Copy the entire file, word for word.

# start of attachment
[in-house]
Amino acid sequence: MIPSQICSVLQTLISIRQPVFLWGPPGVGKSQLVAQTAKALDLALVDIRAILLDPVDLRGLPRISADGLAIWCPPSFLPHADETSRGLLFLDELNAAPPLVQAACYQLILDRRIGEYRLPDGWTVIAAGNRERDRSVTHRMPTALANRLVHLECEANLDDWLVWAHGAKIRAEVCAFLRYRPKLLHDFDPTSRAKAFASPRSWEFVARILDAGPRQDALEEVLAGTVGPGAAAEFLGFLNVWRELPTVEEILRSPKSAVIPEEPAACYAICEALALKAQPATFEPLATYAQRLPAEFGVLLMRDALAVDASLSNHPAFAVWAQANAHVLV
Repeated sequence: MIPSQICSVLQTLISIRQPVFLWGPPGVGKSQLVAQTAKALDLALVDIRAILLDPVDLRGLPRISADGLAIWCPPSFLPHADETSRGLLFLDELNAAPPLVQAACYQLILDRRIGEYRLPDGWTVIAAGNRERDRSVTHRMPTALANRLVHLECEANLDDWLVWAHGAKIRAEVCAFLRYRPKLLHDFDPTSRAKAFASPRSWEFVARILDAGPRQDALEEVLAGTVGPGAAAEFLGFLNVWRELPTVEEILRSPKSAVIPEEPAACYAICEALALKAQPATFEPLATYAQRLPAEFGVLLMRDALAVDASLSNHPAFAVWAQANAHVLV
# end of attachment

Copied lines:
[in-house]
Amino acid sequence: MIPSQICSVLQTLISIRQPVFLWGPPGVGKSQLVAQTAKALDLALVDIRAILLDPVDLRGLPRISADGLAIWCPPSFLPHADETSRGLLFLDELNAAPPLVQAACYQLILDRRIGEYRLPDGWTVIAAGNRERDRSVTHRMPTALANRLVHLECEANLDDWLVWAHGAKIRAEVCAFLRYRPKLLHDFDPTSRAKAFASPRSWEFVARILDAGPRQDALEEVLAGTVGPGAAAEFLGFLNVWRELPTVEEILRSPKSAVIPEEPAACYAICEALALKAQPATFEPLATYAQRLPAEFGVLLMRDALAVDASLSNHPAFAVWAQANAHVLV
Repeated sequence: MIPSQICSVLQTLISIRQPVFLWGPPGVGKSQLVAQTAKALDLALVDIRAILLDPVDLRGLPRISADGLAIWCPPSFLPHADETSRGLLFLDELNAAPPLVQAACYQLILDRRIGEYRLPDGWTVIAAGNRERDRSVTHRMPTALANRLVHLECEANLDDWLVWAHGAKIRAEVCAFLRYRPKLLHDFDPTSRAKAFASPRSWEFVARILDAGPRQDALEEVLAGTVGPGAAAEFLGFLNVWRELPTVEEILRSPKSAVIPEEPAACYAICEALALKAQPATFEPLATYAQRLPAEFGVLLMRDALAVDASLSNHPAFAVWAQANAHVLV